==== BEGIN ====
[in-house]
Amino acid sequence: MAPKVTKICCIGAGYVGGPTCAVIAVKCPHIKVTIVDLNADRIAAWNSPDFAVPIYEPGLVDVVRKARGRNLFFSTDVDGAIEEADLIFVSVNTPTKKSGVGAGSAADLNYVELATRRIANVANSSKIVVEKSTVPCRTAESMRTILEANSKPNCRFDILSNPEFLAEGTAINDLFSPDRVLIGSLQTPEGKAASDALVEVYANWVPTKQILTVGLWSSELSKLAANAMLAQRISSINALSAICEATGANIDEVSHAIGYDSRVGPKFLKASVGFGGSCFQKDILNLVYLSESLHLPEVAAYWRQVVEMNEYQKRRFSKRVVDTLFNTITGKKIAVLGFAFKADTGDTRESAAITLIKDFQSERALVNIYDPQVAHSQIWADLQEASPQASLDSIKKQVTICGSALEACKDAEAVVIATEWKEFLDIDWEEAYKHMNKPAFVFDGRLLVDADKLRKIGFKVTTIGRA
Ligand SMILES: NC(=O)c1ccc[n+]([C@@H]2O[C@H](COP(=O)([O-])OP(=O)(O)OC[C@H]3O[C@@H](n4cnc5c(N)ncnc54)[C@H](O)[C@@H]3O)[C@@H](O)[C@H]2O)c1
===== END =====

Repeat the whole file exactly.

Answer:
[in-house]
Amino acid sequence: MAPKVTKICCIGAGYVGGPTCAVIAVKCPHIKVTIVDLNADRIAAWNSPDFAVPIYEPGLVDVVRKARGRNLFFSTDVDGAIEEADLIFVSVNTPTKKSGVGAGSAADLNYVELATRRIANVANSSKIVVEKSTVPCRTAESMRTILEANSKPNCRFDILSNPEFLAEGTAINDLFSPDRVLIGSLQTPEGKAASDALVEVYANWVPTKQILTVGLWSSELSKLAANAMLAQRISSINALSAICEATGANIDEVSHAIGYDSRVGPKFLKASVGFGGSCFQKDILNLVYLSESLHLPEVAAYWRQVVEMNEYQKRRFSKRVVDTLFNTITGKKIAVLGFAFKADTGDTRESAAITLIKDFQSERALVNIYDPQVAHSQIWADLQEASPQASLDSIKKQVTICGSALEACKDAEAVVIATEWKEFLDIDWEEAYKHMNKPAFVFDGRLLVDADKLRKIGFKVTTIGRA
Ligand SMILES: NC(=O)c1ccc[n+]([C@@H]2O[C@H](COP(=O)([O-])OP(=O)(O)OC[C@H]3O[C@@H](n4cnc5c(N)ncnc54)[C@H](O)[C@@H]3O)[C@@H](O)[C@H]2O)c1